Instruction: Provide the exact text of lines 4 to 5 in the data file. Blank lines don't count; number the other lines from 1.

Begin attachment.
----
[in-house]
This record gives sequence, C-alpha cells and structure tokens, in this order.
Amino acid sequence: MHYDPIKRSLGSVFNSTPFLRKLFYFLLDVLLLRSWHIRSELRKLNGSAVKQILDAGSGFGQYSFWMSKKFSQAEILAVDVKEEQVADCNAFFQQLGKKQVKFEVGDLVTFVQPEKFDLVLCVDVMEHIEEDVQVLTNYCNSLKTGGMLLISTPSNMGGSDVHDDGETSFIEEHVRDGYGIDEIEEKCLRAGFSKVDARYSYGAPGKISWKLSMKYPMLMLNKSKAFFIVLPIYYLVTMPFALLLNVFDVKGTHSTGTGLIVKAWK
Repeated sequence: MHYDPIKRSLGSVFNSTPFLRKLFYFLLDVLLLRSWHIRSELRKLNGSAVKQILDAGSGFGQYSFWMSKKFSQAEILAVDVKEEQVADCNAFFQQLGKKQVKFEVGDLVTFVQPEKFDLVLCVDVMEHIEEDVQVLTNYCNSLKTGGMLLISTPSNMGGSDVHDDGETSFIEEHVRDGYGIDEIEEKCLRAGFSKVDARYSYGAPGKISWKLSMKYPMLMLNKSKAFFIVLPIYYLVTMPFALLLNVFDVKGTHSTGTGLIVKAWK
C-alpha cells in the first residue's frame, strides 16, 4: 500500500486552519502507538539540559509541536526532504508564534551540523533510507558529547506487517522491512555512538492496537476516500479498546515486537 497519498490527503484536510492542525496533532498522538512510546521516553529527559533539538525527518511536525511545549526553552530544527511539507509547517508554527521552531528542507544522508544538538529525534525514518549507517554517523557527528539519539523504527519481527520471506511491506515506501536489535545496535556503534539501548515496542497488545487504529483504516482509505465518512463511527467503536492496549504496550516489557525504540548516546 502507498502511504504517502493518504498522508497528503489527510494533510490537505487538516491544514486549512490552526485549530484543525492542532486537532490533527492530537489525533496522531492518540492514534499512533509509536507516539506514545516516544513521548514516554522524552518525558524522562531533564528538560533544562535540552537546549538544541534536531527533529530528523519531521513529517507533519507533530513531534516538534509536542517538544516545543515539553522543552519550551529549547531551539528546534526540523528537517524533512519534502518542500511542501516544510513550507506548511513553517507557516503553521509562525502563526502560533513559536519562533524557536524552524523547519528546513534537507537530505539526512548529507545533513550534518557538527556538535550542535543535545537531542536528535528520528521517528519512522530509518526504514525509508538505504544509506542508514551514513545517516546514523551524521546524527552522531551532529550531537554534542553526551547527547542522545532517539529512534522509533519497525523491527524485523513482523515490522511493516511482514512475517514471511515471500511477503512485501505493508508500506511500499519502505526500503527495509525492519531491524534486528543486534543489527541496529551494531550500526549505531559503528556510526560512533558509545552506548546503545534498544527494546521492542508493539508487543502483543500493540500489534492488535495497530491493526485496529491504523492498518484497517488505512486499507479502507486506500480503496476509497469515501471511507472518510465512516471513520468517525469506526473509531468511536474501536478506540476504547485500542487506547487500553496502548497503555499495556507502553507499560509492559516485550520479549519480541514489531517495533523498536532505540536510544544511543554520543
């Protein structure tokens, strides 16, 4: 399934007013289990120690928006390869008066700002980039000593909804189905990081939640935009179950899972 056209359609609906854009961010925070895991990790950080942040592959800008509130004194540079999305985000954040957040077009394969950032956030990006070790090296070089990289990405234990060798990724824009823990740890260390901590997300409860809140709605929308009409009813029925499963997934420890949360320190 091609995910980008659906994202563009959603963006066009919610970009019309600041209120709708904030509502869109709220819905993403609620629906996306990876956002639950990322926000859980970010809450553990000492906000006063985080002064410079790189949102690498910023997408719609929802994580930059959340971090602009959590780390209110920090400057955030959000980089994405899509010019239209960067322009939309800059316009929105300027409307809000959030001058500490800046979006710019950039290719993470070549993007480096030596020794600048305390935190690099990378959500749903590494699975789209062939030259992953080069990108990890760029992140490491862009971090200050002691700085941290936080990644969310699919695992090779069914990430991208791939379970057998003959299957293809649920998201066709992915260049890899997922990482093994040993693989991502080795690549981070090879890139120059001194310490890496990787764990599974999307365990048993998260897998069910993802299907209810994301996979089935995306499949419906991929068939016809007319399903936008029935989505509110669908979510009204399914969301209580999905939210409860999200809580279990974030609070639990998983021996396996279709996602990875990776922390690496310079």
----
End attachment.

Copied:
Repeated sequence: MHYDPIKRSLGSVFNSTPFLRKLFYFLLDVLLLRSWHIRSELRKLNGSAVKQILDAGSGFGQYSFWMSKKFSQAEILAVDVKEEQVADCNAFFQQLGKKQVKFEVGDLVTFVQPEKFDLVLCVDVMEHIEEDVQVLTNYCNSLKTGGMLLISTPSNMGGSDVHDDGETSFIEEHVRDGYGIDEIEEKCLRAGFSKVDARYSYGAPGKISWKLSMKYPMLMLNKSKAFFIVLPIYYLVTMPFALLLNVFDVKGTHSTGTGLIVKAWK
C-alpha cells in the first residue's frame, strides 16, 4: 500500500486552519502507538539540559509541536526532504508564534551540523533510507558529547506487517522491512555512538492496537476516500479498546515486537 497519498490527503484536510492542525496533532498522538512510546521516553529527559533539538525527518511536525511545549526553552530544527511539507509547517508554527521552531528542507544522508544538538529525534525514518549507517554517523557527528539519539523504527519481527520471506511491506515506501536489535545496535556503534539501548515496542497488545487504529483504516482509505465518512463511527467503536492496549504496550516489557525504540548516546 502507498502511504504517502493518504498522508497528503489527510494533510490537505487538516491544514486549512490552526485549530484543525492542532486537532490533527492530537489525533496522531492518540492514534499512533509509536507516539506514545516516544513521548514516554522524552518525558524522562531533564528538560533544562535540552537546549538544541534536531527533529530528523519531521513529517507533519507533530513531534516538534509536542517538544516545543515539553522543552519550551529549547531551539528546534526540523528537517524533512519534502518542500511542501516544510513550507506548511513553517507557516503553521509562525502563526502560533513559536519562533524557536524552524523547519528546513534537507537530505539526512548529507545533513550534518557538527556538535550542535543535545537531542536528535528520528521517528519512522530509518526504514525509508538505504544509506542508514551514513545517516546514523551524521546524527552522531551532529550531537554534542553526551547527547542522545532517539529512534522509533519497525523491527524485523513482523515490522511493516511482514512475517514471511515471500511477503512485501505493508508500506511500499519502505526500503527495509525492519531491524534486528543486534543489527541496529551494531550500526549505531559503528556510526560512533558509545552506548546503545534498544527494546521492542508493539508487543502483543500493540500489534492488535495497530491493526485496529491504523492498518484497517488505512486499507479502507486506500480503496476509497469515501471511507472518510465512516471513520468517525469506526473509531468511536474501536478506540476504547485500542487506547487500553496502548497503555499495556507502553507499560509492559516485550520479549519480541514489531517495533523498536532505540536510544544511543554520543